Turns out that there were no data changes for this version so if you are on version 2.0.0 you can skip this step.

Angular Issues

I’m not sure how I didn’t hit this issue on the last update post, but the Client App needs to be changed to use the new Angular HttpClient. I got the following error when trying to run the client application.

An unhandled exception occurred while processing the request.

NodeInvocationException: No provider for PlatformRef!
Error: No provider for PlatformRef!
at injectionError
After some digging, I tracked the issue down to using HttpModule instead of HttpClientModule. To make this transition we need to make a few changes. In the app.module.shared.ts make the following changes to the imports section.
Before:
import { HttpModule } from '@angular/http';

After:
import { HttpClientModule } from '@angular/common/http';

Next, in the imports array make the following change.

Before:
HttpModule

After:
HttpClientModule

Next, in the webpack.config.vendor.js fille add the following to the vendor array.

'@angular/common/http'

The last changes are to the auth.service.ts and they are extensive so instead of going through them I’m just going to post the full class after all the changes.

import { Injectable, Component, OnInit, OnDestroy, Inject } from '@angular/core';
import { HttpClient, HttpHeaders } from '@angular/common/http';
import { Observable } from 'rxjs/Rx';
import { Subscription } from 'rxjs/Subscription';

import { OidcSecurityService, OpenIDImplicitFlowConfiguration } from 'angular-auth-oidc-client';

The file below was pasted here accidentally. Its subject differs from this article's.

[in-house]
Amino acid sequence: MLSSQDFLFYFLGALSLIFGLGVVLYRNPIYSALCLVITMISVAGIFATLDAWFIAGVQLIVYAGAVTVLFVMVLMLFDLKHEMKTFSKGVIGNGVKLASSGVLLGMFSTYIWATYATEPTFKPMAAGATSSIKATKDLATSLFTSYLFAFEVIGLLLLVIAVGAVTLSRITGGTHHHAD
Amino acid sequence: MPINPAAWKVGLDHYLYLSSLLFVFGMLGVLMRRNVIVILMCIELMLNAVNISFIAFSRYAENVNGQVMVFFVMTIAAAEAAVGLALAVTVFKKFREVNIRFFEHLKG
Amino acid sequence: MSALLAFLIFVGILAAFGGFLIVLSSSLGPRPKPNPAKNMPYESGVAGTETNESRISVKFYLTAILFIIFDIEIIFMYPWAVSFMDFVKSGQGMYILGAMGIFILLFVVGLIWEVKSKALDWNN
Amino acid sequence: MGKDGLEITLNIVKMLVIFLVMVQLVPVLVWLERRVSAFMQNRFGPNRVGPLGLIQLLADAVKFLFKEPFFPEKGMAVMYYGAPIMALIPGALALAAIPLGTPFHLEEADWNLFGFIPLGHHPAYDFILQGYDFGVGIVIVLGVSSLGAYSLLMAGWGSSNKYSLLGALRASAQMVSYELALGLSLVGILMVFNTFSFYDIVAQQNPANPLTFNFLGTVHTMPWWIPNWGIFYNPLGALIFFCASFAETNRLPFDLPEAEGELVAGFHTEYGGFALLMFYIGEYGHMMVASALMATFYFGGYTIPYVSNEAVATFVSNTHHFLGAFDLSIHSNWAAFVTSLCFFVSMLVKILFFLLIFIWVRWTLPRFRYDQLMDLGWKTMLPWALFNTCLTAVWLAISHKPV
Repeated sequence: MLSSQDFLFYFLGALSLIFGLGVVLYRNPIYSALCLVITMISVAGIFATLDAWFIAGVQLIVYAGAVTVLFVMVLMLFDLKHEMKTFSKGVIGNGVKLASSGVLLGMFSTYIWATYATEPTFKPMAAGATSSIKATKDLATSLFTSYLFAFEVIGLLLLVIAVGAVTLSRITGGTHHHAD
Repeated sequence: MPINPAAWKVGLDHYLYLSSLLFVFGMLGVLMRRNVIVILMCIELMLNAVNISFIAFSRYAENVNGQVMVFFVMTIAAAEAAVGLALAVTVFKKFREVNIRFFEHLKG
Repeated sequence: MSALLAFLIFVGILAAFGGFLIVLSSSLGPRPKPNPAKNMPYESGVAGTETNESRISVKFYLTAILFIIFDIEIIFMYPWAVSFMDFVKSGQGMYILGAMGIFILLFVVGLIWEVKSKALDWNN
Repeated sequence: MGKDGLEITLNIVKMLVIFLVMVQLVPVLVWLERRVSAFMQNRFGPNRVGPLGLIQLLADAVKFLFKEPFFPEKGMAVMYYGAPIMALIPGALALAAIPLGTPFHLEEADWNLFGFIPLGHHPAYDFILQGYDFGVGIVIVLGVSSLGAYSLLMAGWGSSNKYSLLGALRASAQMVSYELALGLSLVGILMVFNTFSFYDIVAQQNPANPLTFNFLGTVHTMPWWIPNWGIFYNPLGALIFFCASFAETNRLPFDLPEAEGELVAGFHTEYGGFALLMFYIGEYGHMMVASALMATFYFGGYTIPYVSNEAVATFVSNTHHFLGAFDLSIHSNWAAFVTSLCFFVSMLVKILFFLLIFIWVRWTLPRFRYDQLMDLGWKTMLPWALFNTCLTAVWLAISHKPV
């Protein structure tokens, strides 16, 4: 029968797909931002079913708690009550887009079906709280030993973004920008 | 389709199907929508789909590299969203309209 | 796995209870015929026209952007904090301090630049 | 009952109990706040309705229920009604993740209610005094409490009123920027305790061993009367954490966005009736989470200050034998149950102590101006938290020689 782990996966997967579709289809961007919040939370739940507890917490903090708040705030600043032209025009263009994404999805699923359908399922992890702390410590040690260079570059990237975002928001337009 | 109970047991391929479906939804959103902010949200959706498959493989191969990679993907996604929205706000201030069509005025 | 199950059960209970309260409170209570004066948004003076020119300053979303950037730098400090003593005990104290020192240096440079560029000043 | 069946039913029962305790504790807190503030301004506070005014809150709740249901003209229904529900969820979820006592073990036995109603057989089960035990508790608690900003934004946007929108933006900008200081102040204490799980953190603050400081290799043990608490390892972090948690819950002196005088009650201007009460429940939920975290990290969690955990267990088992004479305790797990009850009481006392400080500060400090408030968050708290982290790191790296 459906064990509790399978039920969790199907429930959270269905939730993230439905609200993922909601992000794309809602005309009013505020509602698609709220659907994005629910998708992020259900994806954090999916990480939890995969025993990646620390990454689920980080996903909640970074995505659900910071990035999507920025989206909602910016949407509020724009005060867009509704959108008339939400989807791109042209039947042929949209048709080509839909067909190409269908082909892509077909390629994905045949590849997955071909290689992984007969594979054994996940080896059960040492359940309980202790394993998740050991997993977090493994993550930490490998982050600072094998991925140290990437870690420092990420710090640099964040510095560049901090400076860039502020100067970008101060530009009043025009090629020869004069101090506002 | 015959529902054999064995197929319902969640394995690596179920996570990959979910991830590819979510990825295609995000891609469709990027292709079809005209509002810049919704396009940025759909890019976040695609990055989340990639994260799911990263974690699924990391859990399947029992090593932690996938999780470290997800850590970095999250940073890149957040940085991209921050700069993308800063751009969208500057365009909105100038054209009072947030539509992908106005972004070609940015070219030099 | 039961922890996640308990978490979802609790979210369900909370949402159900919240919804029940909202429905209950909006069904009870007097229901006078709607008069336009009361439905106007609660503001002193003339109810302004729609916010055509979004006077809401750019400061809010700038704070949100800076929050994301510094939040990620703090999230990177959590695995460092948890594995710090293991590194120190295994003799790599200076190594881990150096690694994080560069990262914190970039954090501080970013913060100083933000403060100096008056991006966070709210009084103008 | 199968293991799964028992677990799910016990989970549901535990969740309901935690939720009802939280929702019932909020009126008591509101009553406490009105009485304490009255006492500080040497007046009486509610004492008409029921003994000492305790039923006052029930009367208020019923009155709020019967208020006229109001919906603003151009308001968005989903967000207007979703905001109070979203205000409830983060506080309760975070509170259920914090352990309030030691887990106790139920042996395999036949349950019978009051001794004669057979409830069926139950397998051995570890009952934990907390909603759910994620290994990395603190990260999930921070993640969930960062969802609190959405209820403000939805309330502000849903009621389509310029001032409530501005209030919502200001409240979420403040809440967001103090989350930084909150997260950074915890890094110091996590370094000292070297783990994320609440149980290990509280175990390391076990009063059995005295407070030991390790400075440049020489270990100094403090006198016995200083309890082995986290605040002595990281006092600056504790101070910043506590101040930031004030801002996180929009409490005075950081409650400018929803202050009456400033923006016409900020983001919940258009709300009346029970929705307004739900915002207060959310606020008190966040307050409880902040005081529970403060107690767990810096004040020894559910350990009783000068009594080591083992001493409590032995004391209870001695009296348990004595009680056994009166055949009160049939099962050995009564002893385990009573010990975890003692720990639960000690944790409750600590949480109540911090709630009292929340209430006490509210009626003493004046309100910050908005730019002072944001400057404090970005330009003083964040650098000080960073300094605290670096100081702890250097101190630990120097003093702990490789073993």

@Injectable()
export class AuthService implements OnInit, OnDestroy {
    isAuthorizedSubscription: Subscription;
    isAuthorized: boolean;

    constructor(public oidcSecurityService: OidcSecurityService,
        private http: HttpClient,
        @Inject('ORIGIN_URL') originUrl: string,
        @Inject('IDENTITY_URL') identityUrl: string
    ) {
        const openIdImplicitFlowConfiguration = new OpenIDImplicitFlowConfiguration();
        openIdImplicitFlowConfiguration.stsServer = identityUrl;
        openIdImplicitFlowConfiguration.redirect_url = originUrl + 'callback';
        openIdImplicitFlowConfiguration.client_id = 'ng';
        openIdImplicitFlowConfiguration.response_type = 'id_token token';
        openIdImplicitFlowConfiguration.scope = 'openid profile apiApp';
        openIdImplicitFlowConfiguration.post_logout_redirect_uri = originUrl + 'home';
        openIdImplicitFlowConfiguration.forbidden_route = '/forbidden';